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Testing generative AI apps

With generative AI apps rising in popularity, QA professionals should be aware of their unique failure modes. Learn what testers need to consider when handling these tools.

Generative AI tools break in different ways than conventional apps. Problems such as hallucinations and bias create new issues for testers. In addition, these tools introduce new failure modes that testing professionals need to consider.

Generative AI application development can greatly enhance productivity by automating or streamlining daily tasks. Tools such as ChatGPT introduce new possibilities for building, maintaining and improving existing applications.

Sreekanth Menon, vice president and global leader of AI and machine learning services at Genpact, an IT services and consulting company, observed that the scope for generative AI tools in their current form includes the processes of business analysts, developers and testers. Generative AI apps have become good at understanding natural language and even code.

However, not all generative AI models offer the same capabilities. Differences in architecture, training and parameter count can lead to varying performance and risks.

What are generative AI's failure modes?

Generative AI apps don't break like normal apps. This raises new challenges for those who adopt AI into their workflow. QA professionals must extend how they think about failure to catch many of the newer problems generative AI introduces.

Timothy Martin, vice president of product at Yseop, a company that develops generative AI tools, said that closed-system large language models, such as OpenAI's GPT and Google's Gemini, are publicly available through apps and APIs but may present challenges due to limited technical details, data privacy issues, inaccurate output generation and bias. Enterprise users have little control over these models and generally must live with their failure modes and limitations. Users prompt the system in different ways to control output and optimize results.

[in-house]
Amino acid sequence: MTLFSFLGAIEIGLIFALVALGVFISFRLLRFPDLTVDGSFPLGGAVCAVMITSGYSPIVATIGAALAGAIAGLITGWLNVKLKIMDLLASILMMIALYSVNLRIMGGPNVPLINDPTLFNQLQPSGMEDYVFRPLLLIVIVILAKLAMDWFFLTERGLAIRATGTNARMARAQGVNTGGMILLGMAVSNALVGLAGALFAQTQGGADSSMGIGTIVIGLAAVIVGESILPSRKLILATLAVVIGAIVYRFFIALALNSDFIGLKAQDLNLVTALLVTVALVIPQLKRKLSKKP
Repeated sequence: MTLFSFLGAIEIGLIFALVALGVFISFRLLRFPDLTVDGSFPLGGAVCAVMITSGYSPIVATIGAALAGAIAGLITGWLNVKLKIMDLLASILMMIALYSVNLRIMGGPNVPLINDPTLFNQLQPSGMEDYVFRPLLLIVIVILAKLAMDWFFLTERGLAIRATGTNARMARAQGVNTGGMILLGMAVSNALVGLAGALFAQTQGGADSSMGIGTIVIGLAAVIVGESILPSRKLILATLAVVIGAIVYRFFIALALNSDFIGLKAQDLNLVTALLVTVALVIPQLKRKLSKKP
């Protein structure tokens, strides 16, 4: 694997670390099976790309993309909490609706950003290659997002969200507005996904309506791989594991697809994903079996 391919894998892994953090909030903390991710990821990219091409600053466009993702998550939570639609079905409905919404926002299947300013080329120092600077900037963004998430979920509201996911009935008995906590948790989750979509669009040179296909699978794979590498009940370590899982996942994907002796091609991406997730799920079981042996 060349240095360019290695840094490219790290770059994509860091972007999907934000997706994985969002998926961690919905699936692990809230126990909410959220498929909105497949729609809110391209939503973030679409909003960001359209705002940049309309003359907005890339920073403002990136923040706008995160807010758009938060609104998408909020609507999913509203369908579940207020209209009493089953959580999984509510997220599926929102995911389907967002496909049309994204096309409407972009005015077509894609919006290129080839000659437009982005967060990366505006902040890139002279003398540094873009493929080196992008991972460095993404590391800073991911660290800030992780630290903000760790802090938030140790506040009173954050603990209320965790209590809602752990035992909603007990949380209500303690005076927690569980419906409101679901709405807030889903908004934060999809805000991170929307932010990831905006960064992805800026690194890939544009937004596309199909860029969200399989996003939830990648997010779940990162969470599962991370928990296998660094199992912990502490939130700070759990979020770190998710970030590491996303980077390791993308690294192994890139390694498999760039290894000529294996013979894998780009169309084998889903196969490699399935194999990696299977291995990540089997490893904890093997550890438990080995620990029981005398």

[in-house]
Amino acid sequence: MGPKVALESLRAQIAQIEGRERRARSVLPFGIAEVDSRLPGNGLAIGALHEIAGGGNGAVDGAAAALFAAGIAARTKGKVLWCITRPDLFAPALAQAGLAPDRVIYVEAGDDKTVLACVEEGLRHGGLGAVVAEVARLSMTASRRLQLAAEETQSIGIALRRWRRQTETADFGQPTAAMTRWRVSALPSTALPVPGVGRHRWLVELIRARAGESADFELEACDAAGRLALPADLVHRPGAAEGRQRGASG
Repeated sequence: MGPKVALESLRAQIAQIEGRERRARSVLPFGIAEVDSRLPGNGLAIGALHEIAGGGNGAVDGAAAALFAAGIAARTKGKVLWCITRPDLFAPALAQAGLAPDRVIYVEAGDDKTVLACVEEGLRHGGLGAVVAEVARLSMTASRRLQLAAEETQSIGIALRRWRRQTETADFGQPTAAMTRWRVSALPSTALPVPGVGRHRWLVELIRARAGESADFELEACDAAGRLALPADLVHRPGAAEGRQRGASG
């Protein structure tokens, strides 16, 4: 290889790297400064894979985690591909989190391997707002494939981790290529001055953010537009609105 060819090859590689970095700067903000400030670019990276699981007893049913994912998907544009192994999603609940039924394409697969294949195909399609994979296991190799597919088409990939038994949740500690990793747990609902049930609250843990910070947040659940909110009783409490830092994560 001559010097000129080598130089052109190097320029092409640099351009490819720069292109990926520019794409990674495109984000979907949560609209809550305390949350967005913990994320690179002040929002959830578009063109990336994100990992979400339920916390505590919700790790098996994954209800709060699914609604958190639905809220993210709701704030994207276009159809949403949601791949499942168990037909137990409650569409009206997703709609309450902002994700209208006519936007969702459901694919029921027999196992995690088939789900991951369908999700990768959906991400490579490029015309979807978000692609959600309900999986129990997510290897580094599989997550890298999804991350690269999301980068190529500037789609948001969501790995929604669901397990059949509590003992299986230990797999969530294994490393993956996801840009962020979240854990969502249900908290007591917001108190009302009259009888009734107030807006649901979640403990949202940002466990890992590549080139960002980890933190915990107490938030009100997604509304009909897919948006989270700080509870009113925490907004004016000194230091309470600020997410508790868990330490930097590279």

Martin finds it helpful to use open source models, such as Google's Flan-UL2 or Databricks' Dolly, which offer more technical information and control and can be customized for specific tasks through training. "Optimizing models for narrow use cases in this way can limit failure modes and give exceptional results," Martin said.

Comparison table of open and closed AI
Open source models offer transparency that helps QA pros do their jobs.

Martin also recommended adopting enterprise QA measures covering areas such as data quality, output accuracy, interpretability and continuous monitoring.

Belwadi Srikanth, vice president of product and design at Suki AI, an AI voice platform for healthcare, said some of the most common failure modes include AI responses with the following characteristics:

  • They aren't formatted properly.
  • They don't match the desired tone or response length.
  • They return unusual inputs that may not match the desired behavior for edge cases.
  • They don't fully understand the complexity of the task.

In most cases, testers can address these failure modes with effective prompting.